Album Review: Guided By Voices – Surrender Your Poppy Field

By Josh Hudson / February 26, 2020
Guided By Voices – Surrender Your Poppy Field

To call Guided by Voices’ output prolific feels like an understatement.  Since their first album in 1987, the group has officially released over 500 songs on 30 albums, 19 EPs, and through various appearances on soundtracks and compilations. In 2019 alone, the band released three full-length albums and one EP.  Yet this discography only accounts for less than a third of the songwriting output from front man Robert Pollard, the band’s sole consistent member and primary creative force, who has written over 1600 songs. 

Now we have the band’s first release of 2020, Surrender Your Poppy Field.  The 15-song album opens with “Year of the Hard Hitter,” which feels like a pastiche of several ideas Pollard and company managed to deftly weave together into a song that takes the listener to several very different places, all fitting together quite nicely.  It serves as a taster for what the rest of this album is – a compilation of songs that will explore varying musical ideas while managing to fit together rather well.  The primary difference is that the remaining tracks typically lack the compositional diversity of the opener.

Throughout the album, the band commonly ventures into experimental territory, incorporating broader instrumentation and orchestration into many of the tracks.  However, once a song has established its primary musical idea, it rarely ventures beyond that.  Serving as a prime example, “Arthur Has Business Elsewhere,” a highlight of the album because of the horns and strings arrangements (at least for a band typically regraded as lo-fi; this album certainly isn’t changing the sonic landscape of modern music) over a chugging, mid-tempo chord progression.  Additionally, “Steely Dodger” sticks to its straightforward, guitar-driven aggressiveness, and “Whoa Nelly” is another track that seems to come out of left field but does not go any further in its sonic exploration then where it starts.  An exception to this is the album closer, “Next Sea Level,” which displays a higher degree of songwriting craft.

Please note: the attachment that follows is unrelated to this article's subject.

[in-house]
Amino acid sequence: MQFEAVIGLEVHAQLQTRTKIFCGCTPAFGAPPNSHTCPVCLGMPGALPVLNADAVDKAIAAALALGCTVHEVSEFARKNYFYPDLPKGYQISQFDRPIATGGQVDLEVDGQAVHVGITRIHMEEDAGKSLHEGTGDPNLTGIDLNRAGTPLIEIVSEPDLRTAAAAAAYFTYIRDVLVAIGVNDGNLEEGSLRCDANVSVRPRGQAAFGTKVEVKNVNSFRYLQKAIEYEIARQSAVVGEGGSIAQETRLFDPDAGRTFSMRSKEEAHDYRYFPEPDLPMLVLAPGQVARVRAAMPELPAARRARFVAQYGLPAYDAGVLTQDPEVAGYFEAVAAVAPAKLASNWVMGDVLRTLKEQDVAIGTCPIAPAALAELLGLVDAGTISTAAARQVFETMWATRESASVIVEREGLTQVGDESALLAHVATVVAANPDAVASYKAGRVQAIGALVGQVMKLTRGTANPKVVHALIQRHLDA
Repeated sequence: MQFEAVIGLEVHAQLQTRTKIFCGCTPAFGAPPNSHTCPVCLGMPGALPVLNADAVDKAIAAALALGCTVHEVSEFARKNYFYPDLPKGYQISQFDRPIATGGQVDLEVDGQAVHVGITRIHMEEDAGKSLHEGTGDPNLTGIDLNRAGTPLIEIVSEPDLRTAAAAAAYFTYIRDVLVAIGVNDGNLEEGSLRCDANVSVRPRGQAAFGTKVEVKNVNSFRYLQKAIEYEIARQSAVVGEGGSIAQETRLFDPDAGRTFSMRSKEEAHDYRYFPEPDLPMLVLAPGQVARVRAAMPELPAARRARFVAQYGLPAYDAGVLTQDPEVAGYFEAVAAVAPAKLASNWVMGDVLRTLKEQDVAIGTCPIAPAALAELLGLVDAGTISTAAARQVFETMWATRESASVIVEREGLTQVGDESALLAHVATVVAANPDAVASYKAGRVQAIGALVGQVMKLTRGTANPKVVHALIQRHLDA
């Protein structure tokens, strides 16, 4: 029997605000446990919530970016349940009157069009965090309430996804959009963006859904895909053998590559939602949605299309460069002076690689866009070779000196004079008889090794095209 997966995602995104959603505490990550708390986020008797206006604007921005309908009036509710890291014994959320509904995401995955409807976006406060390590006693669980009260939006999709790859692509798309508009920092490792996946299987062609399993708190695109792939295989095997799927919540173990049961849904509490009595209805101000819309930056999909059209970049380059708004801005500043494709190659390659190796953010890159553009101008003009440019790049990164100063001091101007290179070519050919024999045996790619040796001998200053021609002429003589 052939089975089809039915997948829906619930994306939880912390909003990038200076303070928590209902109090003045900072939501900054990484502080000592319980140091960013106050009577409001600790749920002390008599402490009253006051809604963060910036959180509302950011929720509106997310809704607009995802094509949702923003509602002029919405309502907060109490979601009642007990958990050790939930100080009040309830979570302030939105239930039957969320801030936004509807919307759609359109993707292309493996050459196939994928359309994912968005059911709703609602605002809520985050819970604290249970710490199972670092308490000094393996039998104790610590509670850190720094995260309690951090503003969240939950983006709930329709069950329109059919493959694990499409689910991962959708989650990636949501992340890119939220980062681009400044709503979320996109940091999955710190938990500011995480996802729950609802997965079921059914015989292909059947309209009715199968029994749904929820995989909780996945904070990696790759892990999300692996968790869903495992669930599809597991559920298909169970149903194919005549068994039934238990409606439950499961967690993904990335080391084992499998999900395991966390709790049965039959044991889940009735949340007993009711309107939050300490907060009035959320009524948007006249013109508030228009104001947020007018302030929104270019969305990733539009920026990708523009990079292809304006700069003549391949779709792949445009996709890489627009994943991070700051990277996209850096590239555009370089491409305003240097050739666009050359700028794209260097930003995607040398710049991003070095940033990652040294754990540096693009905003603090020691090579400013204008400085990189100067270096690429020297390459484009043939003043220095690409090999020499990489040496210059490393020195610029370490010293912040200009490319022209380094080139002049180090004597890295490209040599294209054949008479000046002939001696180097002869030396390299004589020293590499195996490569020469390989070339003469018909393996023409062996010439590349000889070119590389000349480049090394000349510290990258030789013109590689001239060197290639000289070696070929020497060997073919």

At times, the subjects and motivations behind the lyrical content seem ambiguous at best.  For instance, why is a 62-year-old man declaring “cul-de-sac kids have the best parties” and that he will not rat them out on the aptly named “Cul-De-Sac Kids”?* Overall, it seems the important thing on the album is not what Pollard is singing about or why, but simply the fact that he still is after all these years.

When it comes down to it, a band with the sheer volume of output that Pollard demands is most likely going to have some misfires and half-baked ideas.  The album does have some well-crafted and well-executed compositions, but many of the songs feel closer to interludes that could have used some more time gestating in the practice space.  Unfortunately, this prevents some of the ideas from sticking with the listener once the track changes.  One can’t help but wonder what would happen if, instead of releasing multiple albums per year, Pollard slowed his output down to one album every year or two, using this time to cull his ideas and focus on completing 10 to 12 well-crafted songs.  The ideas are there, but the execution is rushed.  The work ethic is admirable, but it is possible that the breakneck pace effects the overall quality of the albums.

With that said, the album is still worth a listen for fans or anyone looking for an entry point into a massive discography.  The band has had truly great moments throughout their career and remain a satisfying live act, and any music fan would do well to appreciate that.

Surrender Your Poppy Field was released on February 20 by the band’s own record label, Guided by Voices, Inc.  Be sure to catch the band when they stop in at the Ottobar in Baltimore, MD on April 3, the Musikfest Café in Bethlehem, PA on April 24, or College Street Music Hall in New Haven, CT on April 25.

Guided By Voices – Surrender Your Poppy Field

Guided By Voices

Surrender Your Poppy Field

Released: February 20, 2020

Track Listing:

1. Year of the Hard Hitter

2. Volcano

3. Queen Parking Lot

4. Arthur Has Business Elsewhere

5. Cul-De-Sac Kids

6. Cat Beats a Drum

7. Windjammer

8. Steely Dodger

9. Stone Cold Moron

10. Physician

11. Man Called Blunder

12. Woah Nelly

13. Andre The Hawk






About the author

Josh Hudson

Josh has been following music in the DMV area ever since he started to call it home a decade ago. When not seeing or writing about music, he is often making it with different groups of musicians around town.